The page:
euskaraz · español · english · français  web map feedback  
You are here:   Sarrera
More about Basque language

This web page belongs to the Directorate General of Basque of the Provincial Council of Gipuzkoa.

Further information about Basque language:

House names, part of our cultural heritage

The importance of the house to both family and society in the Basque Country, both historically and today, is a well-known fact. The existence of house names in oral literature bears witness to this (one of the best known is in a verse by Xalbador in reference to Xalbadorrenea, his home in Urepel). House names are also cited in the rights and obligations assigned to houses under the Basque royal charters. And, it goes without saying that house names remain alive in the surnames of the people who lived there.


In fact, in the Basque Country there are cases in which the house itself gave the family its surname and other cases in which the town named a house after a particular characteristic of its owner (given name, surname, nickname, profession, origin or just about anything else).

As a result, house names can have different origins. As I mentioned before, we sometimes find houses named after references to the people who built or lived in the house, including given names (Paularena, Migelenea), family names (Petrisantzenea, Agirrenea), nicknames (Gorraren borda, Txipitonea), shortened names or diminutives (Martikorena, Gartxienea), professions (Arotzenea, Barberenea) and social status (Kontearena, Txantre). Other times houses are named after a particular feature of the house itself, such as size or colour (Etxetxikia, Bordaxuria), location (Mendiondoa, Berekoetxea), place-name (Elordi, Mugerdia), function or use (Dolarea, Errota), etc.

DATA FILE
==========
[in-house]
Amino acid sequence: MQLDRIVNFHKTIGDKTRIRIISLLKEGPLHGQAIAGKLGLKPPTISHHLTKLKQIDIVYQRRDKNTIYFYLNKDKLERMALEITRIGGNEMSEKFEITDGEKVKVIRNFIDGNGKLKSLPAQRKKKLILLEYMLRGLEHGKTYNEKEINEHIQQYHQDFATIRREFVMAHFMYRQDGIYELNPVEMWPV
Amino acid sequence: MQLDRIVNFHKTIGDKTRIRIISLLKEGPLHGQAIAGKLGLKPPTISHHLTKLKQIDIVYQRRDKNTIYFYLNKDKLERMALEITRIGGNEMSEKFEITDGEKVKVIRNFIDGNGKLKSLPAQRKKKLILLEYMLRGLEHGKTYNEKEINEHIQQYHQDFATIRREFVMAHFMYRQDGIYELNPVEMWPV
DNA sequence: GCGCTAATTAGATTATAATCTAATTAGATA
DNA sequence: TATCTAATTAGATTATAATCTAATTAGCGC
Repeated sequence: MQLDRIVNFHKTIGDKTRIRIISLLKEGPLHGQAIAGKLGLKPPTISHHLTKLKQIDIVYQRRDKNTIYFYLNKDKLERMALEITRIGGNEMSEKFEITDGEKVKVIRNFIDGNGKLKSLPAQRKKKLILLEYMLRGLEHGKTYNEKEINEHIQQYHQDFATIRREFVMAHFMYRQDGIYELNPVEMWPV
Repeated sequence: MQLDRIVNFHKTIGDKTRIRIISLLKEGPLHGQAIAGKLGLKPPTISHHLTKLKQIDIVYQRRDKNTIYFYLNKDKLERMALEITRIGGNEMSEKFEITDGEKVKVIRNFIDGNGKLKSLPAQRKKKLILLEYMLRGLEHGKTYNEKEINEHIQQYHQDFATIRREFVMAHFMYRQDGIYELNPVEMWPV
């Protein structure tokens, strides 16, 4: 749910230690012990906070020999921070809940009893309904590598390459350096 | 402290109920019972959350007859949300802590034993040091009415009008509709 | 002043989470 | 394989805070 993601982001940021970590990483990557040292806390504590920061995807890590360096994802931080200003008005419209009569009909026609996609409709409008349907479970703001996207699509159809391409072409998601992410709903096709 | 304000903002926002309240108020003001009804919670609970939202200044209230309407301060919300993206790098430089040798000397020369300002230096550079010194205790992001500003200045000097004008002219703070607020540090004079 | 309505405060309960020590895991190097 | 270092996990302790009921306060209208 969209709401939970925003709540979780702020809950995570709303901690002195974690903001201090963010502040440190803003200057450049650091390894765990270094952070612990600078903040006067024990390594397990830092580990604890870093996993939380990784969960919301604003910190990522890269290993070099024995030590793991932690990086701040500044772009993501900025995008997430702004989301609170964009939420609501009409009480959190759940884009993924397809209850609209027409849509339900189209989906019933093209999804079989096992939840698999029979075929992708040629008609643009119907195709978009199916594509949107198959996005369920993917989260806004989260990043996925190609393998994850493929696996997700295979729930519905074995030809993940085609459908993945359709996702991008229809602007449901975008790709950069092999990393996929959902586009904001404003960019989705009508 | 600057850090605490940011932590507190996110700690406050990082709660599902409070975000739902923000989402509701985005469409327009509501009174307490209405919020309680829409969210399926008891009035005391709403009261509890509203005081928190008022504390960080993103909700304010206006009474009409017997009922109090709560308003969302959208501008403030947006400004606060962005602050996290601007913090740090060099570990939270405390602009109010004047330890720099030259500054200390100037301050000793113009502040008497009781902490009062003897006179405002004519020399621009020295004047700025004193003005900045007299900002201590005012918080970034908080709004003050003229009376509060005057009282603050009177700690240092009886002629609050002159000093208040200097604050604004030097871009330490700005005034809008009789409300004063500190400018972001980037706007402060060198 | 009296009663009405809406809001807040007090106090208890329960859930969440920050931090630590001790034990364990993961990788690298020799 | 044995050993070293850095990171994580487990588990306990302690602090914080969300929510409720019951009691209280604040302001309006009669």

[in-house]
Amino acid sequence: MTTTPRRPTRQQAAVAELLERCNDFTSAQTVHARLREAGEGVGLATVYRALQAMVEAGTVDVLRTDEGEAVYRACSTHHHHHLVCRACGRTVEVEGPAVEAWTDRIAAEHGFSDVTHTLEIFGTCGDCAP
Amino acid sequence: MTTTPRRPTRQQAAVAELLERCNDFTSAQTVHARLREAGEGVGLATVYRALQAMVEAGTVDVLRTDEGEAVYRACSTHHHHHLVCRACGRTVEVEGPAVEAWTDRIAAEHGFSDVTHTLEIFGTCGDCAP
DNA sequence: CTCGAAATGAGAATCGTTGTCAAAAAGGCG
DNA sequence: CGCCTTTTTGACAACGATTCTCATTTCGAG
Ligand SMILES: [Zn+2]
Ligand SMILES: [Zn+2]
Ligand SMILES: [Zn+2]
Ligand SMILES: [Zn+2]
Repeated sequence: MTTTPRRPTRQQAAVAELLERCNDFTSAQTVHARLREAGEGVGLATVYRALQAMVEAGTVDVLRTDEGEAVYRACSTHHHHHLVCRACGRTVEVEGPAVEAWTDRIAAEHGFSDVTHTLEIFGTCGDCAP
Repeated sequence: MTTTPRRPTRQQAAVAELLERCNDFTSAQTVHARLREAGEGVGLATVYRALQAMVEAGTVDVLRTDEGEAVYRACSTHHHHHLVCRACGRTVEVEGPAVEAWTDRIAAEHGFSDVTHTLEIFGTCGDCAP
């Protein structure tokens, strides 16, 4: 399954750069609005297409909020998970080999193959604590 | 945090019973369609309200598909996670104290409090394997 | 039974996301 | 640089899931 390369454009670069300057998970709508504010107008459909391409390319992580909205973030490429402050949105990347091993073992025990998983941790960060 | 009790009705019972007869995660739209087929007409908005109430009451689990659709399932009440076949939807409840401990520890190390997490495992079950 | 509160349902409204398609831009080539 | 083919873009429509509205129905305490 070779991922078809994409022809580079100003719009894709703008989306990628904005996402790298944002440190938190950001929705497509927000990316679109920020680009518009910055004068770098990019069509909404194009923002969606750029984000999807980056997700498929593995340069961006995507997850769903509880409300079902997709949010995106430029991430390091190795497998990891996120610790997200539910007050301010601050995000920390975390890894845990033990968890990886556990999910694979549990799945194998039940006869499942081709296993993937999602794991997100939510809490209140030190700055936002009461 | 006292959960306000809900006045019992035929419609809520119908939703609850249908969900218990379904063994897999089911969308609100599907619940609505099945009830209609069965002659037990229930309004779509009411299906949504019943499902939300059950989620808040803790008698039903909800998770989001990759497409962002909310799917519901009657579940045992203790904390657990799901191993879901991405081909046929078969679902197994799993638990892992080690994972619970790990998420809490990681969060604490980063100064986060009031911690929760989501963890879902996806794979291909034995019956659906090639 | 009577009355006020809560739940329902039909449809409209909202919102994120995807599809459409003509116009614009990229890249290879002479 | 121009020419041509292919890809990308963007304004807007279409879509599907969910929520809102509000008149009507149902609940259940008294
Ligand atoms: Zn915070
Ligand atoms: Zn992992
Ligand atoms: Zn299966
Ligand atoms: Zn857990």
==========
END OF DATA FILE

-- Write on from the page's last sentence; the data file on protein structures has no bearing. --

Until recently the people in Basque towns were known by the name of their house rather than their own given names or surnames. We are all familiar with the question the older people would ask the young people in town: «What house are you from?». Indeed, house names are part of our historical and cultural heritage and of the identity of a people, as well as containing a good deal of information about life in the past and how society was organized.

Fully aware of the cultural value of house names, a number of towns in the Basque Country have begun to collect, research and publish the names of houses to keep them from falling into oblivion. The research cited comes under the category of oikonymy (a term derived from two Greek words: oikos, house; and onoma, name), the branch of onomastics that centres on the study of house names and is very prevalent in the Basque Country. These studies combine anthroponomy (the names of human beings) and toponymy (the names of places).

To mention a just a few examples, a recent project in Navarra compiled the names of houses of two towns Etxalar and Garde. Earlier, in the Baztan Valley a telephone book was created containing the houses in Baztan. In addition to a historical curiosity, the phone book is considered a useful resource.

Paula Casares
Associate Lecturer of the Public University of Navarre